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Spain's 10-year bond yield shoots past 6 per cent as fears mount over bailout

MADRID – The interest rate on Spanish government bonds rose sharply on Monday, a sign that investors are becoming more worried about the country’s ability to afford mounting debts as its economy shrinks.

The rate, or yield, on the country’s 10-year government bonds jumped to 6.10 per cent on the secondary market, the highest since the country’s new conservative government under Prime Minister Mariano Rajoy took office in December. Later on Monday, the yield dropped slightly to 6.02 per cent.

It had closed at 5.93 per cent Friday after a week of persistent market tension.

The 10-year bond yield surged toward 7 per cent late last year, a level considered unsustainable for a country over a long period. Greece, Portugal and Ireland had to ask for bailouts after their yields stayed above 7 per cent.

Although the administration has implemented a barrage of labour and financial reforms, investors remain worried about Spain on several fronts:

— the country’s banks are weighed down by a mountain of bad loans from the collapse of the property market in 2008.

— many of the Spain’s 17 semiautonomous regional governments have overspent wildly.

— Spain is expected to enter its second recession in three years this quarter, with the country’s central bank forecasting its economy will contract 1.7 per cent this year. The unemployment rate is 23 per cent, rising up to almost 50 per cent for those aged under 30.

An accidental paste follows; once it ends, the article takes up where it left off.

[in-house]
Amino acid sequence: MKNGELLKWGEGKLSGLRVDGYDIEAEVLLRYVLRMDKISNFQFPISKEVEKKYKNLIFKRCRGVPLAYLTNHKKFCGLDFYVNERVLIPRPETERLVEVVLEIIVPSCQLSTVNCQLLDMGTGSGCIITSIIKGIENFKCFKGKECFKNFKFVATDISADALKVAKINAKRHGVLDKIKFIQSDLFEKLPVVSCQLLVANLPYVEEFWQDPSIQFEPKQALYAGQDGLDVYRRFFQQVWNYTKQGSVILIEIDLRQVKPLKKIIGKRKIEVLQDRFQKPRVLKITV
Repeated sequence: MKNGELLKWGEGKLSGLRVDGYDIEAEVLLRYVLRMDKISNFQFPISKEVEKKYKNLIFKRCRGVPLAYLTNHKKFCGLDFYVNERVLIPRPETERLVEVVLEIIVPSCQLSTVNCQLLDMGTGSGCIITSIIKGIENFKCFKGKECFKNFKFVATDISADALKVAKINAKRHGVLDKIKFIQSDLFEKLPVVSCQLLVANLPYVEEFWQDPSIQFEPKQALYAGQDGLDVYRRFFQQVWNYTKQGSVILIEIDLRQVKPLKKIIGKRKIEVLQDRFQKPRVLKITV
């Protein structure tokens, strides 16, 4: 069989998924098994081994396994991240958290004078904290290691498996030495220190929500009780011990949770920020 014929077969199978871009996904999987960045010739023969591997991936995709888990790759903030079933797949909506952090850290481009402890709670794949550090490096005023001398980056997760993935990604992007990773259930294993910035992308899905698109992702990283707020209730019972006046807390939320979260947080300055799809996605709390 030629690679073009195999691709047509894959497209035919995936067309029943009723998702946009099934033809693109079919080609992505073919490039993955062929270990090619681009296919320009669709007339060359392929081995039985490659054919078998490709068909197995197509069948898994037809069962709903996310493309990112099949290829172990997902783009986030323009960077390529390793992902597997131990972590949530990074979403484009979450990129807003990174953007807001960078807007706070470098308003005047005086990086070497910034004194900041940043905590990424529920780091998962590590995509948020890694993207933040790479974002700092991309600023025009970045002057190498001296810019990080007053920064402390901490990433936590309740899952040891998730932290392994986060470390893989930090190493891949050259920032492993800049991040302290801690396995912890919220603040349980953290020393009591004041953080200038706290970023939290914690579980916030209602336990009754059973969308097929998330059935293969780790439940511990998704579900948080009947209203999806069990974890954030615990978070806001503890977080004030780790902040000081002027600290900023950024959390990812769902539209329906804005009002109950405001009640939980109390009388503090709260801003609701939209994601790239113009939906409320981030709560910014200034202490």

The jump in Spain’s yield comes at the beginning of a week in which the country’s Treasury holds two rounds of bond auctions — 12- and 18-month bills on Tuesday, and benchmark 10-year bonds on Thursday.

The government insists it will have no trouble financing itself this year and that auctions held so far this year have gone well. But that changed almost two weeks ago, when a medium-term debt auction hit the bottom end of what the Treasury targeted, triggering the latest increase in yields and placing Spain firmly back into the centre of the eurozone debt crisis.

The situation was not helped by government-released data Friday showing the country’s troubled banks borrowed a record €316.3 billion (US$415.9 billion) from the European Central Bank in March, demonstrating the difficulty they have securing financing elsewhere.

Monday’s bond market jitters extended to Italy, viewed as another weak link in the 17-nation eurozone. Its 10-year bond yield rose to 5.60 per cent from about 5.50 per cent on Friday.

Spain’s Ibex 35 trading index was slightly negative after taking a punishing 3.6 per cent drop Friday.

After bailing out Greece, Portugal and Ireland, the eurozone has agreed to increase the size of its financial firewall to help out its members should they fail to raise money from the markets. But Spain’s €1.1 trillion ($1.45 trillion) economy is twice the size of the previous three bailout victims put together. Analysts say the eurozone’s €800 billion firewall is not large enough to deal with the potential threats coming from Spain and Italy.

Economy Minister Luis de Guindos travelled to Paris on Monday to meet investors to try to convince them Spain was on the right track. He will meet ECB President Mario Draghi on Tuesday.

Spain’s plight is also likely to addressed at the meeting next weekend in Washington of the International Monetary Fund and World Bank.